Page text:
The kitchen is the heart of a home. We gather there, we talk and share there, we find nourishment for our bodies and souls there. As the room where we often start and end our day, the kitchen is a welcoming place for the whole family.
For kids with autism, the kitchen also offers a cornucopia of fun learning opportunities for building important skills as well as confidence. Cooking itself is a veritable recipe for growing towards independence!
The Benefits of a Family Cooking Together for Children with Autism
Each time your child with autism helps out in the kitchen, the experience….
- Encourages them to socially interact and practice their social skills in a low-pressure environment. Social skills are vital for success in school and throughout life. Cooking with their family helps them to learn how to take turns, share responsibilities, and communicate with others.
- Expands their food preferences by introducing them to new foods and dishes. When kids have a hand in cooking food, they’re more likely to try what they’ve made. This is especially helpful for children who have aversions to food or sensory issues.
- Increases their independence, because cooking requires a lot of planning, organization, and problem-solving that help teach children practical life skills that can be applied and used in other areas of their life. (We ABA therapists call that generalization.)
- Builds their self-esteem. Successfully completing a task and being able to share the finished product with others can give your child a sense of accomplishment and pride. This is especially true for kids who may have negative experiences in social settings, like school, and struggle with academics, making friends, or other activities.
- Develops their fine motor skills. Cooking involves working with your hands and fingers, also known as fine motor skills. When your child is stirring, shaping, chopping, and measuring, they’re practicing they’re fine motor skills. Start with simple tasks and work up to more difficult ones. Cooking activities also help your child develop hand-eye coordination, dexterity, and the ability to follow instructions which are useful in many other activities in your child’s life.
Tips for Making Cooking Fun for Children with Autism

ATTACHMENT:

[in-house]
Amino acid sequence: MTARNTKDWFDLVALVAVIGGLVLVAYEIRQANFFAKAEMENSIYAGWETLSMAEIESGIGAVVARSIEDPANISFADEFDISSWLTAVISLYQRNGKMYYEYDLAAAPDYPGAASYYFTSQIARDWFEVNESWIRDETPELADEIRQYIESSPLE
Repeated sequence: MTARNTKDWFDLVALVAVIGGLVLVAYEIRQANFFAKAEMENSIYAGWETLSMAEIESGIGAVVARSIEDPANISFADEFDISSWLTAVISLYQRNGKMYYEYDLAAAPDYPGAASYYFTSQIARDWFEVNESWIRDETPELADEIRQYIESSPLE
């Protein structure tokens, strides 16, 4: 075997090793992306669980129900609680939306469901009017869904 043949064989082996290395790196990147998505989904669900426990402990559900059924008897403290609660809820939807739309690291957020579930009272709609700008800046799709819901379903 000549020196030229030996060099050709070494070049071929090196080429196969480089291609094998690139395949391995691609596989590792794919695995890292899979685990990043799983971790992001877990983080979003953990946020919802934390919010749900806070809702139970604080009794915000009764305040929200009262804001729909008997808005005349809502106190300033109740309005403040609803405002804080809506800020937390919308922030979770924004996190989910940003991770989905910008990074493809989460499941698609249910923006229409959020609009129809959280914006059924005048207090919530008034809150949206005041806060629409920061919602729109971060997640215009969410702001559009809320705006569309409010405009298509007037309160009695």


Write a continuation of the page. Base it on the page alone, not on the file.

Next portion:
Children learn best when they’re enjoying themselves in the process. To help ensure your child has fun and benefits from the cooking experience with family, here are some important tips to consider before getting started.
- Think about your child’s safety and prepare them beforehand about what they shouldn’t touch in the kitchen, if they’re not able to follow simple instructions. Let them know why they can’t touch the stove, for example, because it could burn them. You can model the appropriate behavior for them or use labels or color-code items to tell your child what’s okay to use and what to stay clear of without asking for help first.
- Cook basic recipes with simple ingredients and easy steps. Using visual supports can help your child better understand each step and what the finished creation goal looks like. For example, you’re making peanut butter and jelly sandwiches. Visual aids could be pictures that represent the items involved (the ingredients and the utensils) and how to put them together.
- It’s a lot more fun to cook things we like, so focus on your child’s favorite foods to start. Like most children, teaching a child with autism is going to be much easier if you incorporate their interests and preferences. They’re more likely to stay focused on the task at hand if they’re cooking something they love to eat.
- Cooking naturally involves the senses. Is there anything about cooking that could trigger sensory overload in your child? A sensory issue could negatively impact their experience of cooking or preparing food. Make adjustments or plan ahead, but also encourage trying new things. Listen to your gut about what your child will tolerate. Even if your child doesn’t like touching food, they can still help out in the kitchen by setting the table or collecting ingredients from the pantry.
- Most importantly, be patient and celebrate your child’s successes along the way. If that peanut butter and jelly sandwich turns out a little messy, it will still be yummy.
With expert ABA therapy, a brighter future for your child is on the menu!
Two years old might be a little too young for cooking in the kitchen, but it’s just the right age to start ABA therapy, the gold standard in autism care and treatment.
Applied Behavioral Analysis therapy, as it’s also known, has been in practice for several decades. It’s proven to help children with autism in all the key areas of development, from communication and language to self-help, academic, and social skills.
Here at The Behavior Exchange, we offer all the right ingredients for your child to reach their full, wonderful potential in a fun, caring environment full of imagination and possibilities. We’re also proud to be a Behavioral Health Center of Excellence® with the highest accreditation possible for a center-based ABA therapy provider.